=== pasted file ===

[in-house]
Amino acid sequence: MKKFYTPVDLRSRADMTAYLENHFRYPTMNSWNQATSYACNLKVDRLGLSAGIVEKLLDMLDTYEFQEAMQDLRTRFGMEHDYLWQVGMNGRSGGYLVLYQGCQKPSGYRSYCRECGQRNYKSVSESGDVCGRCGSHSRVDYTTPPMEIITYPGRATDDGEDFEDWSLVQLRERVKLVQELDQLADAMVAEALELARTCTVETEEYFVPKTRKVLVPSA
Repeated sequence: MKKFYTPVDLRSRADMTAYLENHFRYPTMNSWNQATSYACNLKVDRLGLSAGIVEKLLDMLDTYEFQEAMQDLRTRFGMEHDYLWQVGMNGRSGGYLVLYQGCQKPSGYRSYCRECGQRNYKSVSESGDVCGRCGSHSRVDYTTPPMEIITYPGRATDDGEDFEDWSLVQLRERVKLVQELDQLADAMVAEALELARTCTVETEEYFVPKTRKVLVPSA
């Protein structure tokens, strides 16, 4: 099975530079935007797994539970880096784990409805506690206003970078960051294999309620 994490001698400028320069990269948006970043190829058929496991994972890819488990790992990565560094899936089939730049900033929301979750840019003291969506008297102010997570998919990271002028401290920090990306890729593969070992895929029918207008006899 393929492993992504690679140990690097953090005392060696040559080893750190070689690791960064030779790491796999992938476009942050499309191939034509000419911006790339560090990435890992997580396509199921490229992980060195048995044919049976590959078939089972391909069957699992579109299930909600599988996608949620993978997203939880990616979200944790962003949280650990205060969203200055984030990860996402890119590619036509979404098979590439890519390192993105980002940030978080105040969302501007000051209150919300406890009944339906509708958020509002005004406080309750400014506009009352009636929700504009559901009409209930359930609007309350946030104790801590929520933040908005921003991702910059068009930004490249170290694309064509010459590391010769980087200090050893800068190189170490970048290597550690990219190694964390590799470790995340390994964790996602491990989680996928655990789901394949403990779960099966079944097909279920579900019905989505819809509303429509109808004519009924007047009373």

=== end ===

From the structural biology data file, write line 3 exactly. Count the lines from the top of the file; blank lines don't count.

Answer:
Repeated sequence: MKKFYTPVDLRSRADMTAYLENHFRYPTMNSWNQATSYACNLKVDRLGLSAGIVEKLLDMLDTYEFQEAMQDLRTRFGMEHDYLWQVGMNGRSGGYLVLYQGCQKPSGYRSYCRECGQRNYKSVSESGDVCGRCGSHSRVDYTTPPMEIITYPGRATDDGEDFEDWSLVQLRERVKLVQELDQLADAMVAEALELARTCTVETEEYFVPKTRKVLVPSA